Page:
The Green Bay Packers’ offensive line gives them the security to operate an offense full of young players. And, for the most part, the pass blocking has been outstanding. Averaging PFF, Sports Info Solutions, and ESPN metrics, Green Bay was second overall in pass protection, just behind the Las Vegas Raiders. But run blocking was a problem against the Chicago Bears, and it has to be better for the Packers to be effective when they face the Atlanta Falcons’ much stronger defensive front at Mercedes-Benz Stadium on Sunday.
Even though Aaron Jones was effective in yards per carry and EPA/play generated, it’s always interesting to see what A.J. Dillon can do. He hasn’t demonstrated nearly as much ability to create more than what the offensive line gives him. So it was concerning when Dillon got just 1.5 yards per carry. For some plays, the Packers even used 13-personnel and two snaps with six offensive linemen trying to add extra blockers. After one week, the Packers are just 25th in run-block win rate, although they are 10th in pass-block win rate.
The Falcons have a strong defensive line with Calais Campbell, who’s played mostly as an edge in 4- or 5-tech. Grady Jarrett and David Onyemata play on the interior, and Bud Dupree is the 7-tech or wide-9 edge on the other side of the formation.
They finished Week 1 at 10th in run-stop win rate. But the Carolina Panthers were still relatively efficient on the ground. Miles Sanders ran 72 yards in 18 attempts (4.0 yards per carry), while Chuba Hubbard got 60 yards in nine tries (6.7).
But the scenario won’t probably be as favorable for Green Bay as it was in Chicago. And if the Packers couldn’t generate much-expected yards before contact against the Bears, they need a better performance from the line to create consistent running production in Week 2.
Former New Orleans Saints assistant Ryan Nielsen is Atlanta’s new defensive coordinator. Most of his schematic principles are based on what Dennis Allen runs. It’s a lot of cover-2 man in nickel package. However, in obvious passing situations, they sent extra pressure or disguised their front movement with double-A gap blitz multiple times. It would be incredibly helpful for Jordan Love to avoid those scenarios, especially if the offense is missing two of their best weapons. Wide receiver Christian Watson and running back Aaron Jones haven’t practiced this week, both because of hamstring injuries.
The Packers beat the Bears, but it wasn’t exactly a sustainable way of playing. The team had negative EPA/play on first and second downs and a historically good number on third and fourth downs. Usually, the early down numbers tend to be stickier, which means to project future performance, it’s smarter to analyze what teams produce in normal down-and-distance situations.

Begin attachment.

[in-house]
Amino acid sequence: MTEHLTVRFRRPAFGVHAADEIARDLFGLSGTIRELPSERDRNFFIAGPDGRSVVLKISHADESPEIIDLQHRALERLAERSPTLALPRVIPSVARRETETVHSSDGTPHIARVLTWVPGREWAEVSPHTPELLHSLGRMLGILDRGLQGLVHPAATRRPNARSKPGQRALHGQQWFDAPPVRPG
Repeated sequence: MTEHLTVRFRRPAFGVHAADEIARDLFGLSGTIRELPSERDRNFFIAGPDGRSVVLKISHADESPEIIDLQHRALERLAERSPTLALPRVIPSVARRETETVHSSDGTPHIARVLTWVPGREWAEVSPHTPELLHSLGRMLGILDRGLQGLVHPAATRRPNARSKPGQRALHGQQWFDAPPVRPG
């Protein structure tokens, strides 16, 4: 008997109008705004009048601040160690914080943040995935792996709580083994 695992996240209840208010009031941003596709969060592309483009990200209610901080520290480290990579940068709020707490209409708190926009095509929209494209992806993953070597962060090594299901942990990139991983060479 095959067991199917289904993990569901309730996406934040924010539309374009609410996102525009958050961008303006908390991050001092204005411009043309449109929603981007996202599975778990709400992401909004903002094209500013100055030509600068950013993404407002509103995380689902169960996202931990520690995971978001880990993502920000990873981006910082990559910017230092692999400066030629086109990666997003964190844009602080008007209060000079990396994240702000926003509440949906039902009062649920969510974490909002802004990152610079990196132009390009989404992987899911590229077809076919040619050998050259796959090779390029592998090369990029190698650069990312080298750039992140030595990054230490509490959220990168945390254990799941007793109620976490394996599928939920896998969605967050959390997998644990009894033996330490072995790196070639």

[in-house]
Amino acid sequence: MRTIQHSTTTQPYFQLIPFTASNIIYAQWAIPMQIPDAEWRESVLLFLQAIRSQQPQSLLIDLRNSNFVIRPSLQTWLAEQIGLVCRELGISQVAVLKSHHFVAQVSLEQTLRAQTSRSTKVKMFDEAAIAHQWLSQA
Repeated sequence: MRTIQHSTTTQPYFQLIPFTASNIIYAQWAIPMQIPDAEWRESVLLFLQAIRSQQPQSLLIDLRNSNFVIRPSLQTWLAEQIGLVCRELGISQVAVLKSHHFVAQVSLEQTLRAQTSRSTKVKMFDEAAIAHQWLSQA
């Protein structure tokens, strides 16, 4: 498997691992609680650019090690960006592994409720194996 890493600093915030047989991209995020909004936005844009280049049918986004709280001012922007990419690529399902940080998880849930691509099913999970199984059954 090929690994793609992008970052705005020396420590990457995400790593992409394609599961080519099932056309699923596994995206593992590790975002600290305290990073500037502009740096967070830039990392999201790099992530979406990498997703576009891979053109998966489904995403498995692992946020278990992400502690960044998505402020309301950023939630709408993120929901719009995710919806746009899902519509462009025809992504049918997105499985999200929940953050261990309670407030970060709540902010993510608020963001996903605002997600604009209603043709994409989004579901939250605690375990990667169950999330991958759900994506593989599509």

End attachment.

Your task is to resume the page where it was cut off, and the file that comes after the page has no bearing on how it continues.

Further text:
If Green Bay keeps the bad numbers on early downs, it’s basically impossible to be as effective on crucial downs as they were in Chicago. And that happened mostly because the Packers were so inefficient running the ball — a particularly important characteristic for the Matt LaFleur offense.
The running back room
If Jones can’t go or is limited, the Packers will give Dillon the heaviest load. Initially, my idea was that it would be hard to run north-south against Atlanta’s defense, inspired by those Saints fronts. However, the tape of the Carolina Panthers game didn’t show that much force inside of the formation. Grady Jarrett and David Onyemata weren’t able to hold their gaps, and rotational nose tackle Albert Huggins did a better job. That’s good news for Dillon, who doesn’t have the ability to be effective on outside runs.
But if Jones is out and the Packers still want to have a plan similar to the one they had in 2020 against the Saints, full of outside zone and misdirection plays, rookie Emanuel Wilson should be the better option. He was inactive against the Bears because they elevated special teamer Patrick Taylor for game day. But with Jones banged up, Wilson will most likely be active and is the most effective outside runner besides the starter.
Watson’s injury status is also a big factor. The wide receiver is by far the best deep threat the Packers have, and missing him is a huge component for the entire offense. Everything is much more condensed when he is not playing. If Watson was healthy enough to play in Atlanta, it would force the Falcons’ defense to play more honestly and stretched vertically. That would allow lighter boxes and favorable formations for Green Bay to run. The problem is the Packers aren’t sure Watson will play. He said there is a bigger chance of him playing than it was last week, but his absence in practice on Wednesday and Thursday is concerning.